Exchanging Knowledge and Handling Intellectual Property as a core university activity
One goal of academic research is to make its findings available to the whole of society for the common good. Accordingly, the exchange of knowledge is one of the core statutory activities of the university, apart from research and teaching (§2 para. 4 LHG, university law of Baden Württemberg).
The concept of exchanging knowledge covers, first, passing on and discussing insights and findings among academics and, second, exchanging and developing knowledge through interacting with other partners from academia, industry and society.
The members of Heidelberg University generate knowledge in a particularly broad range of the most varied disciplines. In the following, this knowledge will be understood as intellectual property (IP). The term IP covers all findings and scientific results arising within the sphere of the university (including, as far as legally possible, works protected by copyright), software, inventions, technical know-how, as well as the related property rights in each case (copyright, patents, utility models).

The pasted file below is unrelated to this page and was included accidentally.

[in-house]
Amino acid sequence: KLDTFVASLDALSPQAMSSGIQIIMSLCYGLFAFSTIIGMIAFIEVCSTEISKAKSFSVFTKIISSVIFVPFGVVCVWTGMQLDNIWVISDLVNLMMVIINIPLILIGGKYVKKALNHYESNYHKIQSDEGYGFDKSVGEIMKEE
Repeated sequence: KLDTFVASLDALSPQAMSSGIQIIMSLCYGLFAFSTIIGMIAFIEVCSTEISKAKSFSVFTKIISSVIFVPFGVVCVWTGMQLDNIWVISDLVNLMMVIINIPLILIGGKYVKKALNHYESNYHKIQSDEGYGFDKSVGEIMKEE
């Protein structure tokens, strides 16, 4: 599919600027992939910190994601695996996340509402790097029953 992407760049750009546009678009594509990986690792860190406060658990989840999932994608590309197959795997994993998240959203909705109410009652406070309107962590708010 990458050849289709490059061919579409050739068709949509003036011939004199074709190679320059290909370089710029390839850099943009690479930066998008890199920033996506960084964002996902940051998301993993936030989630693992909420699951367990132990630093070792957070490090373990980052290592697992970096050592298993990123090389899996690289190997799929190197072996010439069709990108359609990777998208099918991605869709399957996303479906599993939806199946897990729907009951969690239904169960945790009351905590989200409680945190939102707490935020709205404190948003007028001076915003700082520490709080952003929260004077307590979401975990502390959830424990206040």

The university fulfils its statutory mission to pass on academic findings for the benefit of the general public through the exchange of knowledge for the common good. In addition, the university strives to increase its own knowledge through cooperating with third parties, as such cooperation is a way of importing knowledge from outside into its departments and institutes. At the same time, it offers an opportunity of generating income that is then reinvested in the university’s IP exchange process.